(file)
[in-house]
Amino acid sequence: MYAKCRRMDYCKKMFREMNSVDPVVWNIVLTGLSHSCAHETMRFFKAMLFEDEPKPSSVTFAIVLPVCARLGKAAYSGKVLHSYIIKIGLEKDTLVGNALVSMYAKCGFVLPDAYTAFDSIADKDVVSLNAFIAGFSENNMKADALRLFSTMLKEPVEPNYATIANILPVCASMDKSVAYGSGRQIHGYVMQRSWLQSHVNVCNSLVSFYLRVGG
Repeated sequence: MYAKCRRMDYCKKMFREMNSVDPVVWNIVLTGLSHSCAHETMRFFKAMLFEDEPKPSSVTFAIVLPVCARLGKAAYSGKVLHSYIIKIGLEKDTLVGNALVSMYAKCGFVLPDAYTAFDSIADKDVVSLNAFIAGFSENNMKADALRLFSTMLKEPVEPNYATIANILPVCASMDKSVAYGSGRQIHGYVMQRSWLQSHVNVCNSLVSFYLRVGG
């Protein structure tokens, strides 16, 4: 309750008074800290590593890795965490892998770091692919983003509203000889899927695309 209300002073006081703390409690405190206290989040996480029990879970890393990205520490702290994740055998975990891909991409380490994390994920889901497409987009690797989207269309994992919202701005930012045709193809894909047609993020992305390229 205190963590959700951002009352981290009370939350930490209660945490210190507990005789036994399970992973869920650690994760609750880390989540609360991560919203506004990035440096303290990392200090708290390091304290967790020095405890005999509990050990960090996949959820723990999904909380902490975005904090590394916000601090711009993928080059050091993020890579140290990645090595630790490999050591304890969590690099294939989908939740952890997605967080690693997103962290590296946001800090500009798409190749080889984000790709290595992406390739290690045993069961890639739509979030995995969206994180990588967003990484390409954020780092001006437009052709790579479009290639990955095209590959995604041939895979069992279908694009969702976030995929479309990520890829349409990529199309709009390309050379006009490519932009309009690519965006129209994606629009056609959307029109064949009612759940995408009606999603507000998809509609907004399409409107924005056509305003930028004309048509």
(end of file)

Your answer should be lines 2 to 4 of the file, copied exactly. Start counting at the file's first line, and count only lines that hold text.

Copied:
Amino acid sequence: MYAKCRRMDYCKKMFREMNSVDPVVWNIVLTGLSHSCAHETMRFFKAMLFEDEPKPSSVTFAIVLPVCARLGKAAYSGKVLHSYIIKIGLEKDTLVGNALVSMYAKCGFVLPDAYTAFDSIADKDVVSLNAFIAGFSENNMKADALRLFSTMLKEPVEPNYATIANILPVCASMDKSVAYGSGRQIHGYVMQRSWLQSHVNVCNSLVSFYLRVGG
Repeated sequence: MYAKCRRMDYCKKMFREMNSVDPVVWNIVLTGLSHSCAHETMRFFKAMLFEDEPKPSSVTFAIVLPVCARLGKAAYSGKVLHSYIIKIGLEKDTLVGNALVSMYAKCGFVLPDAYTAFDSIADKDVVSLNAFIAGFSENNMKADALRLFSTMLKEPVEPNYATIANILPVCASMDKSVAYGSGRQIHGYVMQRSWLQSHVNVCNSLVSFYLRVGG
């Protein structure tokens, strides 16, 4: 309750008074800290590593890795965490892998770091692919983003509203000889899927695309 209300002073006081703390409690405190206290989040996480029990879970890393990205520490702290994740055998975990891909991409380490994390994920889901497409987009690797989207269309994992919202701005930012045709193809894909047609993020992305390229 205190963590959700951002009352981290009370939350930490209660945490210190507990005789036994399970992973869920650690994760609750880390989540609360991560919203506004990035440096303290990392200090708290390091304290967790020095405890005999509990050990960090996949959820723990999904909380902490975005904090590394916000601090711009993928080059050091993020890579140290990645090595630790490999050591304890969590690099294939989908939740952890997605967080690693997103962290590296946001800090500009798409190749080889984000790709290595992406390739290690045993069961890639739509979030995995969206994180990588967003990484390409954020780092001006437009052709790579479009290639990955095209590959995604041939895979069992279908694009969702976030995929479309990520890829349409990529199309709009390309050379006009490519932009309009690519965006129209994606629009056609959307029109064949009612759940995408009606999603507000998809509609907004399409409107924005056509305003930028004309048509």